taken from a story written by
Robyn Davis Sekula
Published in Business First Magazine
Published in Business First Magazine, Louisville, Ky, June 2007
For nearly 30 years, Carol McLeod has lived with some of the symptoms of Parkinson’s disease, but it wasn’t until 10 years ago that she had a name for it.
When she was in her 20s, McLeod, now 57, developed a tremor in her foot that she believes probably was part of her Parkinson’s.
The tremors got worse, and she developed a stiff walk by the time she was in her late 40s, and she also began to feel that she was losing some of her memory.
She avoided doctors in general because she was afraid she had Alzheimer’s disease and didn't want to deal with that possibility.
“By the time I did go. it took him less than two minutes to diagnose me with Parkinson’s,” McLeod said.
McLeod was shocked by the diagnosis. But she vowed to fight the effects of the disease as much as she could. She takes Requip, which staves off tremors but makes her sleepy, and also Provigil, which keeps her from falling asleep. Vitamin E and Coenzyme Q-lO are supplements she takes.
Crafting a richer life
McLeod also has developed a few new hobbies, such as playing the harmonica and designing Web sites to exercise her brain.
“I was less functional 10 years ago than I am now,” McLeod said. “My doctor thinks, and I think, too, that your brain can learn to get things done if you push it.”
McLeod works primarily as an artist. And she has woven Parkinson’s into her work as a theme from time to time. Her painting called “Five More Years” depicts faces and a clock. It symbolizes the amount of time doctors have told her she has before the disease really affects the quality of her life and also the amount of time some believe will be needed to find a cure for Parkinson's.
McLeod and several other artists recently participated in the Parkinson’s Art Hop, a fund-raiser for the Parkinson’s Support Center in Louisville.
McLeod has made some major lifestyle decisions, knowing that the debilitating effects of Parkinson’s could find her in a few years. After her husband was killed in a car accident in 2002, she decided to move to the Highlands from her home in Union, a rural Northern Kentucky community. Her home there had almost two acres of land, and that was too much for her to keep up. Also, she knows that she might not be able to drive in a few years, so McLeod wanted a location that would allow her to walk to restaurants, shops and other amenities. The Highlands has suited her well.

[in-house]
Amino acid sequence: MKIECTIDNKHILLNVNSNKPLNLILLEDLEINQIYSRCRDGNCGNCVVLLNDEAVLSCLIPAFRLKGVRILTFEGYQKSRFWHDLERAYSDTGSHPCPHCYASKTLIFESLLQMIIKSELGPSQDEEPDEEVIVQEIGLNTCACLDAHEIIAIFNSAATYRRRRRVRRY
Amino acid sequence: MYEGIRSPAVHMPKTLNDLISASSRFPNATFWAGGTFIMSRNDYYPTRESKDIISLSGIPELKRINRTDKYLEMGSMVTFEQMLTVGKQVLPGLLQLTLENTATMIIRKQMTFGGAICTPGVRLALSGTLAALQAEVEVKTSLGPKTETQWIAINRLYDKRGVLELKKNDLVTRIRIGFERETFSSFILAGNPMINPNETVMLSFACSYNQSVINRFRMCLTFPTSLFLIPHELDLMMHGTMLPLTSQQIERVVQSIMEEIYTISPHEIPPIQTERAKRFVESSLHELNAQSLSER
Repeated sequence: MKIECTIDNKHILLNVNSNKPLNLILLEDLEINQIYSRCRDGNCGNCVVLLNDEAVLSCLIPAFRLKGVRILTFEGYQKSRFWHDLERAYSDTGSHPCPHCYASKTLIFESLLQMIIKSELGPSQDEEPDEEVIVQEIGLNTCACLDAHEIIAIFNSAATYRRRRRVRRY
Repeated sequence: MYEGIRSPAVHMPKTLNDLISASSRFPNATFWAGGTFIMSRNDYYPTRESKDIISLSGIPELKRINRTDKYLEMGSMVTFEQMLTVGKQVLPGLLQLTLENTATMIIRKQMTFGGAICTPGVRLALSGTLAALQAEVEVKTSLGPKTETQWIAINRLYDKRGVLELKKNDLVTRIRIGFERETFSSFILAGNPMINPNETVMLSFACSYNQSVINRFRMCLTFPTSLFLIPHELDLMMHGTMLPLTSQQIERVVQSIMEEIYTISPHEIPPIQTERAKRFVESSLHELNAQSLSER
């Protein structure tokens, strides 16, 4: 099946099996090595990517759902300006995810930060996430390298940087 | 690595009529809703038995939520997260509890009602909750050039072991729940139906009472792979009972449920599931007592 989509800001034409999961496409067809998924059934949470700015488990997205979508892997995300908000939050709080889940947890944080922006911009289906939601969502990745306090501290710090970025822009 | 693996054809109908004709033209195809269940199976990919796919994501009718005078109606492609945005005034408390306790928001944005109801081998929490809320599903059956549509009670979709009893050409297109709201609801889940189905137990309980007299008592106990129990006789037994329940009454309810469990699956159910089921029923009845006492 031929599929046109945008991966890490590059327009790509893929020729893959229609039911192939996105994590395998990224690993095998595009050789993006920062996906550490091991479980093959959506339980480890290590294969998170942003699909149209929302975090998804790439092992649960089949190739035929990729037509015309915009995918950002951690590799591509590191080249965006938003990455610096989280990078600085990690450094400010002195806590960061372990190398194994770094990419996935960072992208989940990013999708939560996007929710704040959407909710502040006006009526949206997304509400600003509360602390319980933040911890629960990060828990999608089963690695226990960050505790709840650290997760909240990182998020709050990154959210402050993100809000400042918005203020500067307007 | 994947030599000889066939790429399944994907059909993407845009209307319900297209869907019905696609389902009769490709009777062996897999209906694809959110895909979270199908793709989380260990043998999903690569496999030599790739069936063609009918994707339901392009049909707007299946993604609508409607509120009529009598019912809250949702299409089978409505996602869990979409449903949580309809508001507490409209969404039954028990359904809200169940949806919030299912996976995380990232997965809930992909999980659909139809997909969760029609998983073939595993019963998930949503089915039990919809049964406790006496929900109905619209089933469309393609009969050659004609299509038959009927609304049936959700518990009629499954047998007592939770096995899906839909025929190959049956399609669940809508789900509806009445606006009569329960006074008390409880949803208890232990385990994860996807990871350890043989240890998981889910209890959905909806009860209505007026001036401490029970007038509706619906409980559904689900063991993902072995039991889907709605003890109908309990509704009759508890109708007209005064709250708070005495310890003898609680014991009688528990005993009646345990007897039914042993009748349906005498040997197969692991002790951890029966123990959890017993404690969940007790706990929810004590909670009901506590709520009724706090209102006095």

McLeod takes her medication and supplements religiously, and she is aware of the effects of the disease. She avoids stressful situations, which can trigger tremors, and she types rather than handwrites notes. As one of the “quirks” of the disease, Parkinson's patients often notice that they don't swing their arms when they walk, so McLeod tries to make sure that she does that in order to provide a more natural gait as she walks.
She refuses to give in to the disease.
“I'm too curious to stay home and too curious to stay in bed,” McLeod said. “I expect to go do things. so I get up and go do them. I don't want to miss anything."
RED FLAGS FOR PARKINSON’S
Signs and symptoms: Tremors; slowness of movement; rigidity; difficulty with balance; small, cramped handwriting; stiff facial expression; shuffling walk; muffled speech; depression
Who gets Parkinson's disease: Parkinson's disease affects both men and women in almost equal numbers. It shows no social, ethnic, economic or geographic boundaries. Although the condition usually develops after the age of 65, 15 percent of those diagnosed are under age 50.
How many cases: In the United States, it is estimated that 60,000 new cases are diagnosed each year, joining the 1.5 million Americans who currently have Parkinson's disease.